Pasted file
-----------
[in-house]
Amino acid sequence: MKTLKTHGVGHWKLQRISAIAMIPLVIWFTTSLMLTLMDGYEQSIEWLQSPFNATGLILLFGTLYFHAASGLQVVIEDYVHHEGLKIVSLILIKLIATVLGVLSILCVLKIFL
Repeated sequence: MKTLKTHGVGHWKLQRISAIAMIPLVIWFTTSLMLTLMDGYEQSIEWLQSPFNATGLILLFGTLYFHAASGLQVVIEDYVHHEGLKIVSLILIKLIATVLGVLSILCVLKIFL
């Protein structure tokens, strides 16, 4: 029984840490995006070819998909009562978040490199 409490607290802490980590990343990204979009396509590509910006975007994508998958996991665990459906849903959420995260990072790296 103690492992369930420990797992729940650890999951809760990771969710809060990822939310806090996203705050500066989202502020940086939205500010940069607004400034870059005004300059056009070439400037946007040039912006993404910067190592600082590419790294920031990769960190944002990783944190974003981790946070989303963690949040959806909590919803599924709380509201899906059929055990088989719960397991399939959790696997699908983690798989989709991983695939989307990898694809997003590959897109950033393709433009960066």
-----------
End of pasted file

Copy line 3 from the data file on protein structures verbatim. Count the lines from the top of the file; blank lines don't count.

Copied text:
Repeated sequence: MKTLKTHGVGHWKLQRISAIAMIPLVIWFTTSLMLTLMDGYEQSIEWLQSPFNATGLILLFGTLYFHAASGLQVVIEDYVHHEGLKIVSLILIKLIATVLGVLSILCVLKIFL